where FLM share price will be in a day, week (let alone longer) $0.5 or $5.5 - there are too many uncertainties.
Without a doubt, the most important factor short term is the renegotiation of the revolving line of credit but there are plenty other wildcards too (e.g. payment terms with suppliers, SEC investigation, cash flow, cost of layoffs and reorg).
It's obvious large multibillion dollar revenue companies with low margins usually dont know if the're really in the black or the red. Too much to account for and often not a good system in place to accurately account. I read a post a couple of nights ago where an employee of flm commented that revenues are discussed not profit. Fruit of the Loom had the same problem. Did alot of business but did'nt know how much it cost to produce their product. To the degree insiders dont know profits or losses we sure cant know. That's why you see Warren Buffet buy high profit margin companies. Low risk and internal growth are safe.
BUT, my dear Faithjones2003, when you see the FLASH report...week after week...showing sales (therefore revenue) below forecasted plan, inventories excessively above forecasted plan, etc., etc., you can get a good picture of the picture......
What? "Large multibillion dollar revenue companies with low margins usually don't know if the're (sic) really in the black or the red." What? Fleming knows if it's making money or not. When you boil it down, it's not that complicated. Sell Price - Cost of Goods = Invoice Margin. Then add up the other income and expense lines and presto - you have a bottom line. Now if someone has "massaged" some lines and have a balance sheet that's not clean, or have taken unauthorized deductions then that's another story. But your opening statement is incomprehensible. I believe the earlier email you reference was talking about Fleming's practice of going after sales for sales expense. They often did this, but they knew beforehand whether or not it was profitable. Proformas can read anyway you want, but they knew. The best indicator of this was that the bonus program was based 60% on sales and 40% on profit. I sat in enough planning sessions, period end reviews, and weekly forecast meetings to know, the bottom line was discussed at length.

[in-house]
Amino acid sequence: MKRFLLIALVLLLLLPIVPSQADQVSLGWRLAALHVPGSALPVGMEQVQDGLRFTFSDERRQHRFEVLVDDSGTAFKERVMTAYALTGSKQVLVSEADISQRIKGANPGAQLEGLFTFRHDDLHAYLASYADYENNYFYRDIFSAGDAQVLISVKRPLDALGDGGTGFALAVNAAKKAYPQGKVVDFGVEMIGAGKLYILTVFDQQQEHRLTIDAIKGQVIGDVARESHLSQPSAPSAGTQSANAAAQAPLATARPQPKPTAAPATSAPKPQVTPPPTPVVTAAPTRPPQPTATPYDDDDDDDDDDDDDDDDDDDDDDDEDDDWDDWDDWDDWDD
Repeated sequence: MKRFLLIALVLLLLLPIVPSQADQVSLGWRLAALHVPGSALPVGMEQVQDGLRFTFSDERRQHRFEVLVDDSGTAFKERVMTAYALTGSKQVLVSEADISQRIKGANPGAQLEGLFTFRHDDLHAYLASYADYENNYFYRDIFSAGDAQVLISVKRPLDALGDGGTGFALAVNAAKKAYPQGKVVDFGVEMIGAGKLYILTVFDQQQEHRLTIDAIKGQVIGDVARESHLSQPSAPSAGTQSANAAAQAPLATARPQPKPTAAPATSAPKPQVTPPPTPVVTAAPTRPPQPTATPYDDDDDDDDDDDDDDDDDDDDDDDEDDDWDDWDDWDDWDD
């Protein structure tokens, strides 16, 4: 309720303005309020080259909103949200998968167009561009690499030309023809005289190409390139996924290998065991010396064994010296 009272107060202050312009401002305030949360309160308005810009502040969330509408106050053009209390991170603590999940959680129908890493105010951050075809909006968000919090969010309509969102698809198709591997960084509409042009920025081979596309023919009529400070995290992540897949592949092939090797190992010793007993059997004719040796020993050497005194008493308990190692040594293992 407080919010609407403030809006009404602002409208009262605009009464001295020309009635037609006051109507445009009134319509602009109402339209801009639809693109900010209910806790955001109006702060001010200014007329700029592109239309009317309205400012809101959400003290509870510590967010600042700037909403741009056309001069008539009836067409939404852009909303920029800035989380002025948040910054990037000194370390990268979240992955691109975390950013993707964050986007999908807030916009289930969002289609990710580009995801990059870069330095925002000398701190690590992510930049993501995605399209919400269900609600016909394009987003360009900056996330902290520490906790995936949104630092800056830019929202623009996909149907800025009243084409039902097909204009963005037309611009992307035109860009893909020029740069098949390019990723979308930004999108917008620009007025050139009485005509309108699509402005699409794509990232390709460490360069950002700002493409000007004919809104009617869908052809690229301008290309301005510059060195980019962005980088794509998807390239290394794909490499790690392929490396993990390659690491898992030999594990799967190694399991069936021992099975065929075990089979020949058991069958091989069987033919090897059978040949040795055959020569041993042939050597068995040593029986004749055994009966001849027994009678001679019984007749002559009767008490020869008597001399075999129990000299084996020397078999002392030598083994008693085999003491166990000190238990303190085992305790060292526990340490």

Well, a lot of different areas contribute to the P&L. Not just the price of goods delievered. Grocery requires tight cost controls as cash demands are high and everything from weather, fuel costs, and taxes can affect the bottom line quite a bit. Typically, companies like Fleming are run by old school executives that are OK with waiting for month-end reports that are already dated and it's late to make adjustments.
I've never understood why a data warehouse isn't in place that presents essentially real-time information at the fingertips showing current financial, warehouse, and buying data.
Instead, you tend to see data under various owners that isn't timely or in a format that makes it easy to see the weak and strong points of the business.
Fleming will have to cut costs, take a charge, and consolidate the business into serving areas that are profitable only. At the same time they need to make sure cashflow is available to write the 20-250 mil dollars in A/P checks nightly.
Without inflation, check float interest, Lifo, the bottom line is tight. I wouldn't be surprised to see wage reductions at somepoint here.